g. Staggering, dizziness, or drowsiness.
h. Increased intracranial pressure (paragraph 5-4).
IDENTIFY SIGNS AND SYMPTOMS OF INCREASED INTRACRANIAL
Increased intracranial pressure may be due to brain tissue swelling, blood or
other fluid accumulating inside the skull, or to a combination of these situations. The
following signs and symptoms may indicate increased intracranial pressure.
b. Nausea and/or vomiting.
c. Loss of consciousness (either current or recent unconsciousness).
d. Dilated pupils that do not constrict when exposed to bright light (an early
sign of serious head injury) or changes in pupil symmetry.
e. Lateral loss of motor nerve function in which one side of the body becomes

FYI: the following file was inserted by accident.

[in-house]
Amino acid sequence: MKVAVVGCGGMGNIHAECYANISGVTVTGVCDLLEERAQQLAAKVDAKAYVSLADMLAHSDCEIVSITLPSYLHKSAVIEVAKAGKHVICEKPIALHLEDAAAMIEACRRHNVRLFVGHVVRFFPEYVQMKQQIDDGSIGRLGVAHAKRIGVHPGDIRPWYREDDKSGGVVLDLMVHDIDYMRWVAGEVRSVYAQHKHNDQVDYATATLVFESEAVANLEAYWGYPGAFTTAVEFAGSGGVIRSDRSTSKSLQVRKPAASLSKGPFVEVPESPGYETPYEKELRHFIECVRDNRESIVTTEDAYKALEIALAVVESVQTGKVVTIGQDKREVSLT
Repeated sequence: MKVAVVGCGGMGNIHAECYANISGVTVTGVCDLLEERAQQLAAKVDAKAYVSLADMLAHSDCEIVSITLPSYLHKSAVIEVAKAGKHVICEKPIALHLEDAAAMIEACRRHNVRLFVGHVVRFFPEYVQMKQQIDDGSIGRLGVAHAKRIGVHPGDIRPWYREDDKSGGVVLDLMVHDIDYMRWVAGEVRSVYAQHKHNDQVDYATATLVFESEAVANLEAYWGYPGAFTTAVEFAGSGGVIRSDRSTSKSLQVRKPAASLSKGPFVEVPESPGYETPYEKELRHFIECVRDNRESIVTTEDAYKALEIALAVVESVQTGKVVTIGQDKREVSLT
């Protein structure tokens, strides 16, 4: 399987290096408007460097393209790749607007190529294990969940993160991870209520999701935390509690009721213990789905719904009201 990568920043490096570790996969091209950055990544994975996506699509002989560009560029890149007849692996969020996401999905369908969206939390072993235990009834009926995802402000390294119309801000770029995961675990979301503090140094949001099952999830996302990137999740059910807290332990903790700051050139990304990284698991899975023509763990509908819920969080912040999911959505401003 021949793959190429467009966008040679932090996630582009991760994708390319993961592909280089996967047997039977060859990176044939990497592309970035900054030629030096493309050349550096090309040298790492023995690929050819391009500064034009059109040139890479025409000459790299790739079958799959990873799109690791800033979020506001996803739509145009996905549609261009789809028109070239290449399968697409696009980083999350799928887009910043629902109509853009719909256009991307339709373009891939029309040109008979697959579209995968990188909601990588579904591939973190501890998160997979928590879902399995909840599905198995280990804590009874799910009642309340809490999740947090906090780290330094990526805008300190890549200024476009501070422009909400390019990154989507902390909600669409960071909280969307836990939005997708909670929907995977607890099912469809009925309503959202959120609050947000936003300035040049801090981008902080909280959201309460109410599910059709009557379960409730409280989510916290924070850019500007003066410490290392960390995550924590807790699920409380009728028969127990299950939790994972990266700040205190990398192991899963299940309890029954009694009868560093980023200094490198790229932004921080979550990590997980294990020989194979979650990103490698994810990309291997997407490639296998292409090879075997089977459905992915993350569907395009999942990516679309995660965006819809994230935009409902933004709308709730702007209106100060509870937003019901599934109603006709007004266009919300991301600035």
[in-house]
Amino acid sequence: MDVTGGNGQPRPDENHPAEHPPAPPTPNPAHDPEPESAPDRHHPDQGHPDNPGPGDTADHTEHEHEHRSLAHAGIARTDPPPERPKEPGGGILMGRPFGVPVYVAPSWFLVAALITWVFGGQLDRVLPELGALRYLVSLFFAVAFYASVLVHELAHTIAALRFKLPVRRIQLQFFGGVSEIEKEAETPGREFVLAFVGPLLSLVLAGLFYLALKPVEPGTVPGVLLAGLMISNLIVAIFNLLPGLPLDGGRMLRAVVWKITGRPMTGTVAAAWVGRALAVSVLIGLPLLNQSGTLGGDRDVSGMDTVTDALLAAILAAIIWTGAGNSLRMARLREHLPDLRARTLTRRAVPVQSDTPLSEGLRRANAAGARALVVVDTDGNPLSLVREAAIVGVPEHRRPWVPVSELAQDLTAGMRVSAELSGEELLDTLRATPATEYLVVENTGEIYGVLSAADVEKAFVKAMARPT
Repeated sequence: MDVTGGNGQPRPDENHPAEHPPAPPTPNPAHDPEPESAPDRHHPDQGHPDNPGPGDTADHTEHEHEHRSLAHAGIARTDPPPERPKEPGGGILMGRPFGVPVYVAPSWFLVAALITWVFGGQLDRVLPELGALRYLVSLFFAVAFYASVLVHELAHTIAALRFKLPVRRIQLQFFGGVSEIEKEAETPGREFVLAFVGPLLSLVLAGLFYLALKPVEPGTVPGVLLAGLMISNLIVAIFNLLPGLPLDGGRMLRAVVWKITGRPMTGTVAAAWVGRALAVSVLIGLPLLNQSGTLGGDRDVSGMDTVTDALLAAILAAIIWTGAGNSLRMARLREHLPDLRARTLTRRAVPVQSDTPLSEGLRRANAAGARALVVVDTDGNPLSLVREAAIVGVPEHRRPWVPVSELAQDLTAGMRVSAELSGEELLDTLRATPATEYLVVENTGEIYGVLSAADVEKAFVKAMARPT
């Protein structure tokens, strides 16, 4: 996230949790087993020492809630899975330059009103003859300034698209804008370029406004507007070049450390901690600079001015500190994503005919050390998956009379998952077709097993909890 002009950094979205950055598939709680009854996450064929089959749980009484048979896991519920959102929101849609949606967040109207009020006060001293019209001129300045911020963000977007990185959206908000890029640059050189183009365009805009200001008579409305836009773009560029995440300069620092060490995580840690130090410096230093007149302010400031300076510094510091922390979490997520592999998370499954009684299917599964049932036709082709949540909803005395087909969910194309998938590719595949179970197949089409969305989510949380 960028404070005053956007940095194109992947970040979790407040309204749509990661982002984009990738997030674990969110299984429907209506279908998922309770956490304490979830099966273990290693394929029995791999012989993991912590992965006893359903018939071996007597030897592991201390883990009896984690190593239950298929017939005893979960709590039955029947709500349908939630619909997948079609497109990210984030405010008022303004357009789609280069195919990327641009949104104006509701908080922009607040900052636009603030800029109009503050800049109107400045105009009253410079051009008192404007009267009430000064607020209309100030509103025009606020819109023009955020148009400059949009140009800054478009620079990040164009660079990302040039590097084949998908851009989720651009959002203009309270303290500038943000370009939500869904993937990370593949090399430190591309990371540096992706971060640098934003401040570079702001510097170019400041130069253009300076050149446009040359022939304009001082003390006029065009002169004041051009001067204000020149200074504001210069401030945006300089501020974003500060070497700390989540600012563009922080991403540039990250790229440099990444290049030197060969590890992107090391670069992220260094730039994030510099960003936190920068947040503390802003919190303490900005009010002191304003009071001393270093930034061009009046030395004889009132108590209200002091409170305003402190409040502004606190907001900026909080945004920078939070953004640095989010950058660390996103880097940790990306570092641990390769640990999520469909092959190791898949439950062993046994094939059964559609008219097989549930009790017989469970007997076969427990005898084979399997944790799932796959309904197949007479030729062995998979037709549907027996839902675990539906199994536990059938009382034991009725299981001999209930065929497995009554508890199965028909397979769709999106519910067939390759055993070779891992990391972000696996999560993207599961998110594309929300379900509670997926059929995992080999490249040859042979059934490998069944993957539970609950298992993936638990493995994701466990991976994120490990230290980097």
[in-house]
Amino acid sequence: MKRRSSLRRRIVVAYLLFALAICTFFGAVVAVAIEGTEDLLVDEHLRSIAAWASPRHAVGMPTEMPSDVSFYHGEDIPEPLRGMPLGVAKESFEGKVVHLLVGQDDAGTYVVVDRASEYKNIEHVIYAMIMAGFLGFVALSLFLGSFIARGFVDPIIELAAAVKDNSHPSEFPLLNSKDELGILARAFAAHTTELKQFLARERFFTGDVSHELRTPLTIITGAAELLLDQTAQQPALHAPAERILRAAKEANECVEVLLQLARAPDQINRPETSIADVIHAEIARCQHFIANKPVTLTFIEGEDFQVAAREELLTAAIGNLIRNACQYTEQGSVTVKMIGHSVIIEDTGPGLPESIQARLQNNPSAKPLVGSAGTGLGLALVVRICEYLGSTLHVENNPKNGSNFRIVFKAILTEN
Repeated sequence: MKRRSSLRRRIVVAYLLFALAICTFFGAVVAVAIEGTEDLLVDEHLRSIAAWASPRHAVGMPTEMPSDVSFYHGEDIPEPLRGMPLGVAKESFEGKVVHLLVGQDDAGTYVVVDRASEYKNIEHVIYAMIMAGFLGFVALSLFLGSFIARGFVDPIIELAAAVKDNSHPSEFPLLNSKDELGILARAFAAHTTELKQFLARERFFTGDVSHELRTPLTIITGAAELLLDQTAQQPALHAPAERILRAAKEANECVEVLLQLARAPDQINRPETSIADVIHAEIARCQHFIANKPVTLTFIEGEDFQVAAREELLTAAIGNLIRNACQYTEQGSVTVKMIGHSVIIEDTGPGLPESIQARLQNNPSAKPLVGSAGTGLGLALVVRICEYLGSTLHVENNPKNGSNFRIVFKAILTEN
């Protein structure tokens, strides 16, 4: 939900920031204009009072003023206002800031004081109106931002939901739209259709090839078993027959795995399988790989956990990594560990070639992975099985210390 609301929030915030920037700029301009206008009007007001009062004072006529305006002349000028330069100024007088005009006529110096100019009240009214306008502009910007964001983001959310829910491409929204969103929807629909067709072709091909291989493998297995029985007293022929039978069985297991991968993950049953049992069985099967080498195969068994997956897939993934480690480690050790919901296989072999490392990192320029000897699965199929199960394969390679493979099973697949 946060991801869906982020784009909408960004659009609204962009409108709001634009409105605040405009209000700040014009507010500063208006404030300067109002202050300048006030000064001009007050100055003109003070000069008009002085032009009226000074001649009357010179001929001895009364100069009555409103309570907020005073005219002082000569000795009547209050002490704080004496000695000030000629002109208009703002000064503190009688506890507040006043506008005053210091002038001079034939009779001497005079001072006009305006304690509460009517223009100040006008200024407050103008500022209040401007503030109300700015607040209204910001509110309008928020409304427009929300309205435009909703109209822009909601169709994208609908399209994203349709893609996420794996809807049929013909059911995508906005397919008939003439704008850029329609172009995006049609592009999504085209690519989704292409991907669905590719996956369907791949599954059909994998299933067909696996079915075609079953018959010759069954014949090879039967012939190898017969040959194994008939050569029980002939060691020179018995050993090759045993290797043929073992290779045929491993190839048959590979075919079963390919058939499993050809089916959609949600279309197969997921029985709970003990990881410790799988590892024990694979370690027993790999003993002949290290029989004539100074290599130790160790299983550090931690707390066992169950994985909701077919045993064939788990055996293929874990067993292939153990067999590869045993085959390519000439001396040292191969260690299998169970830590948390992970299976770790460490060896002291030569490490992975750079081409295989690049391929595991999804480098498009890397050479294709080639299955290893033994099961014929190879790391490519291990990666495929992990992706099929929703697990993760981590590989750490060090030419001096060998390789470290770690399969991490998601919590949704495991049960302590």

paralyzed (may not occur immediately).
f. Slow respiratory rate or change in respiratory pattern.
g. A steady rise in the systolic blood pressure (may not be present if there is
significant bleeding elsewhere).
h. A rise in the pulse pressure (systolic pressure minus diastolic pressure).
Elevated body temperature.
Restlessness (indicates insufficient oxygenation of the brain).
k. Slurred speech.
Convulsions or twitching.
m. Abnormal posturing.
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